Conspiracy by Ryan Holiday
Peter Thiel, Hulk Hogan, Gawker, and the Anatomy of Intrigue

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He’s less successful, it seems to me, in pushing his view throughout the book that Thiel, Mr. A, Hogan and Harder were involved in an old-fashioned “conspiracy” — in the Stoical sense of the word — to bring down Denton and his crew.
-NY Times

Synopsis

A stunning story about how power works in the modern age--the book the New York Times called "one helluva page-turner" and The Sunday Times of London celebrated as "riveting...an astonishing modern media conspiracy that is a fantastic read." Pick up the book everyone is talking about.

In 2007, a short blogpost on Valleywag, the Silicon Valley-vertical of Gawker Media, outed PayPal founder and billionaire investor Peter Thiel as gay. Thiel's sexuality had been known to close friends and family, but he didn't consider himself a public figure, and believed the information was private.

This post would be the casus belli for a meticulously plotted conspiracy that would end nearly a decade later with a $140 million dollar judgment against Gawker, its bankruptcy and with Nick Denton, Gawker's CEO and founder, out of a job. Only later would the world learn that Gawker's demise was not incidental--it had been masterminded by Thiel.

For years, Thiel had searched endlessly for a solution to what he'd come to call the "Gawker Problem." When an unmarked envelope delivered an illegally recorded sex tape of Hogan with his best friend's wife, Gawker had seen the chance for millions of pageviews and to say the things that others were afraid to say. Thiel saw their publication of the tape as the opportunity he was looking for. He would come to pit Hogan against Gawker in a multi-year proxy war through the Florida legal system, while Gawker remained confidently convinced they would prevail as they had over so many other lawsuit--until it was too late.

The verdict would stun the world and so would Peter's ultimate unmasking as the man who had set it all in motion. Why had he done this? How had no one discovered it? What would this mean--for the First Amendment? For privacy? For culture?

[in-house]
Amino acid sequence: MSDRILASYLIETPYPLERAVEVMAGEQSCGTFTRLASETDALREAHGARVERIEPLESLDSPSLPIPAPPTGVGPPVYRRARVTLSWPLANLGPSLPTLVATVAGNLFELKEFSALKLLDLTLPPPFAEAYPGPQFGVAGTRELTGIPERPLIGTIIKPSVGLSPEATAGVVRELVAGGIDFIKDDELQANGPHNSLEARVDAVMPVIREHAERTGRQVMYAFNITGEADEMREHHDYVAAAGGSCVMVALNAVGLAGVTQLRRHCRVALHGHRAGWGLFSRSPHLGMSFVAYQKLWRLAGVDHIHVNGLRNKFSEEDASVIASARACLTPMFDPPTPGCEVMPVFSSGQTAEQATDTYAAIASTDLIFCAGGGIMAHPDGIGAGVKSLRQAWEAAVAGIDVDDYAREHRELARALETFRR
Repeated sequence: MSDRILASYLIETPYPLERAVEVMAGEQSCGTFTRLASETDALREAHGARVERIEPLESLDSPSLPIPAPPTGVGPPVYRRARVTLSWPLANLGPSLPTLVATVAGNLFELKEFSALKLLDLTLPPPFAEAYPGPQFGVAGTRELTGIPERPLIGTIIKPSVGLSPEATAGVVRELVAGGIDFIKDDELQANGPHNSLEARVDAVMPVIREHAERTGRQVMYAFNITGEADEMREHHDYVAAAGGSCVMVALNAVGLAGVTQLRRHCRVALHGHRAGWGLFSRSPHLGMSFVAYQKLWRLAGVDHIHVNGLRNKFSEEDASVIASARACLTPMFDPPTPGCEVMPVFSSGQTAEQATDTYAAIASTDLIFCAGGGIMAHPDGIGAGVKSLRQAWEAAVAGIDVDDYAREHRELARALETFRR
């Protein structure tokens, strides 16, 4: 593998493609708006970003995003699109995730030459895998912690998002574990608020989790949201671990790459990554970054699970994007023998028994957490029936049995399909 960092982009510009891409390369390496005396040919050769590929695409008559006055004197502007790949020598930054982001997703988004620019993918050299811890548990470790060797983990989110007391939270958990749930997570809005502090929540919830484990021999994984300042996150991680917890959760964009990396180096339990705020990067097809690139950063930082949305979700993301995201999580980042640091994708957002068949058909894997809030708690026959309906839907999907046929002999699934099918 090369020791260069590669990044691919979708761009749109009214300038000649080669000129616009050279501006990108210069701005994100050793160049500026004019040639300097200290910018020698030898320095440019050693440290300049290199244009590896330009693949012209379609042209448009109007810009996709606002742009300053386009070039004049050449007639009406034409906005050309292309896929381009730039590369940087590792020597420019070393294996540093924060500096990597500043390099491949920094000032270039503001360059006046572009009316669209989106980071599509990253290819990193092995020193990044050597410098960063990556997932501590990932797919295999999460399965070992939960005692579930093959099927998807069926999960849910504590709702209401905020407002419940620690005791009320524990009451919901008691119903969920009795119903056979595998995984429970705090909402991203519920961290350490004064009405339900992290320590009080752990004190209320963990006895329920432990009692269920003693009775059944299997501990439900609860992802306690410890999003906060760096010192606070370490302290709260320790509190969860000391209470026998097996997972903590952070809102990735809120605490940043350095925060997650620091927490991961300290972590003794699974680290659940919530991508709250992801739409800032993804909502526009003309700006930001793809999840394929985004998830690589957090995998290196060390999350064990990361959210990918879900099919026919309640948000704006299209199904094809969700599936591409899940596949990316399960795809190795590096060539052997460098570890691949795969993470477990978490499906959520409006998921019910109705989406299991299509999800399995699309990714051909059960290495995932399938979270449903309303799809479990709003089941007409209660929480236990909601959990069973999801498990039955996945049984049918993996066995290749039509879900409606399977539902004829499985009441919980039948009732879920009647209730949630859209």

In Holiday's masterful telling of this nearly unbelievable conspiracy, informed by interviews with all the key players, this case transcends the narrative of how one billionaire took down a media empire or the current state of the free press. It's a study in power, strategy, and one of the most wildly ambitious--and successful--secret plots in recent memory.

Some will cheer Gawker's destruction and others will lament it, but after reading these pages--and seeing the access the author was given--no one will deny that there is something ruthless and brilliant about Peter Thiel's shocking attempt to shake up the world.
 

About Ryan Holiday

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RYAN HOLIDAY is a media strategist whose clients have included bestselling authors Tucker Max and Robert Greene, several multiplatinum musicians, and fashion provocateur Dov Charney. As the director of marketing at American Apparel, he crafted some of the company's most successful product launches and controversial online advertising campaigns.
 
Published February 27, 2018 by Portfolio. 331 pages
Genres: Biographies & Memoirs, Business & Economics, Political & Social Sciences, Education & Reference, Crime. Non-fiction
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NY Times

Below average
Reviewed by William D. Cohan on Feb 27 2018

He’s less successful, it seems to me, in pushing his view throughout the book that Thiel, Mr. A, Hogan and Harder were involved in an old-fashioned “conspiracy” — in the Stoical sense of the word — to bring down Denton and his crew.

Read Full Review of Conspiracy: Peter Thiel, Hulk... | See more reviews from NY Times

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